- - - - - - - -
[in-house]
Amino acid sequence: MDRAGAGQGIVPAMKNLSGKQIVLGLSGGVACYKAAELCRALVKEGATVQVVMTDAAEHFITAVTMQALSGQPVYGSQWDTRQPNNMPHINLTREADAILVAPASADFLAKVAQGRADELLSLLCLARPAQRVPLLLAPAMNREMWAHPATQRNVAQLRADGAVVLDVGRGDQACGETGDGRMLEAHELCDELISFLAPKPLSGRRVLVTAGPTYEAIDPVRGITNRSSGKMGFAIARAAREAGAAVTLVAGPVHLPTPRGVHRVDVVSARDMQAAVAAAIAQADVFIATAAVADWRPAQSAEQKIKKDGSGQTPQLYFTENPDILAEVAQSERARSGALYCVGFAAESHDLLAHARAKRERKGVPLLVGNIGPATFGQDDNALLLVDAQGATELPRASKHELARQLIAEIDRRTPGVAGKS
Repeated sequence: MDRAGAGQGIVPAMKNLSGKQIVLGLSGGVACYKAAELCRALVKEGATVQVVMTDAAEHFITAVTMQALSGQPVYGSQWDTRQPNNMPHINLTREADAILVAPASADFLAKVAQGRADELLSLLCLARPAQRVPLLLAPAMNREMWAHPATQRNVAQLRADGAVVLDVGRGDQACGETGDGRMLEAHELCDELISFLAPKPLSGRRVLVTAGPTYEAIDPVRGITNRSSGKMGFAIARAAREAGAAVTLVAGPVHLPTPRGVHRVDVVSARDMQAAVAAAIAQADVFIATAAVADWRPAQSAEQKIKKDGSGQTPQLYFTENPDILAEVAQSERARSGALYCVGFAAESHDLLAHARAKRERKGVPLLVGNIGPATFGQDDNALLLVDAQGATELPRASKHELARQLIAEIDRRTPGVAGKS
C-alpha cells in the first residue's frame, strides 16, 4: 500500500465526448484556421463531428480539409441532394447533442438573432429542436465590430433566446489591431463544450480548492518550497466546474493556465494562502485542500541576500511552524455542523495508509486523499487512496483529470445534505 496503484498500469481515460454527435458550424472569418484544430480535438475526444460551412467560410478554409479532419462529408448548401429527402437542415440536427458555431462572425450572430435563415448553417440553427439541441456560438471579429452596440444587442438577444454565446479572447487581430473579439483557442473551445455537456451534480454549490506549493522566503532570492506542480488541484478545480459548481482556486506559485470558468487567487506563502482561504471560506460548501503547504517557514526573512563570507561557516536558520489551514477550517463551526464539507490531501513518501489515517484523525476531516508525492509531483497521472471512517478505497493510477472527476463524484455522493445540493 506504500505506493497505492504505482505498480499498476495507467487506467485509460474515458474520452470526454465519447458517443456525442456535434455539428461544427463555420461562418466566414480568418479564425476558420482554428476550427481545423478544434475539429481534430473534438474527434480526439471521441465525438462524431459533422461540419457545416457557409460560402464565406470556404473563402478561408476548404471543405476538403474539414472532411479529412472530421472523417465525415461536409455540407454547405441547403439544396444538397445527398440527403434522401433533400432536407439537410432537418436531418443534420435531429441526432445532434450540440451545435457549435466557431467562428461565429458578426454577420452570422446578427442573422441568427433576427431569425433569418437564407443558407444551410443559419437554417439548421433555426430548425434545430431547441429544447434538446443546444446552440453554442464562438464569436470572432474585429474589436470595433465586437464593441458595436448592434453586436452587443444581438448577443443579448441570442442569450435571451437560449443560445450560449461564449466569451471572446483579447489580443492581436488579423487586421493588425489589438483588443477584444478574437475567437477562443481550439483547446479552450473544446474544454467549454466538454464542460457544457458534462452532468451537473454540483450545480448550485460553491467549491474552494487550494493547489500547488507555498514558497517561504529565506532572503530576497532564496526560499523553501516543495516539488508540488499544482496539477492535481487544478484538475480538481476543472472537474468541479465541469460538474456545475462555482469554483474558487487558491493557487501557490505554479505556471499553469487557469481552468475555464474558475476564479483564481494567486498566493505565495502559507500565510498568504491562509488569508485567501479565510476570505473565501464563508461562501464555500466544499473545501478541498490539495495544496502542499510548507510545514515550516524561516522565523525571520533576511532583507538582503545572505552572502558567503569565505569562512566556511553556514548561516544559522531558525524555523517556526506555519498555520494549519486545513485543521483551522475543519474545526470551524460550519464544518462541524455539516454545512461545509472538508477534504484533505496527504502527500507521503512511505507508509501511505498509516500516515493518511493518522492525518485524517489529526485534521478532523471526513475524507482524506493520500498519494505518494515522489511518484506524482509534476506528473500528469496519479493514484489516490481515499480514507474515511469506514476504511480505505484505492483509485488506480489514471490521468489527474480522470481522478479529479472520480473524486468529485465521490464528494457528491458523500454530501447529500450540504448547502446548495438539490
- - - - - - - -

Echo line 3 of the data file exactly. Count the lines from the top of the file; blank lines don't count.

Repeated sequence: MDRAGAGQGIVPAMKNLSGKQIVLGLSGGVACYKAAELCRALVKEGATVQVVMTDAAEHFITAVTMQALSGQPVYGSQWDTRQPNNMPHINLTREADAILVAPASADFLAKVAQGRADELLSLLCLARPAQRVPLLLAPAMNREMWAHPATQRNVAQLRADGAVVLDVGRGDQACGETGDGRMLEAHELCDELISFLAPKPLSGRRVLVTAGPTYEAIDPVRGITNRSSGKMGFAIARAAREAGAAVTLVAGPVHLPTPRGVHRVDVVSARDMQAAVAAAIAQADVFIATAAVADWRPAQSAEQKIKKDGSGQTPQLYFTENPDILAEVAQSERARSGALYCVGFAAESHDLLAHARAKRERKGVPLLVGNIGPATFGQDDNALLLVDAQGATELPRASKHELARQLIAEIDRRTPGVAGKS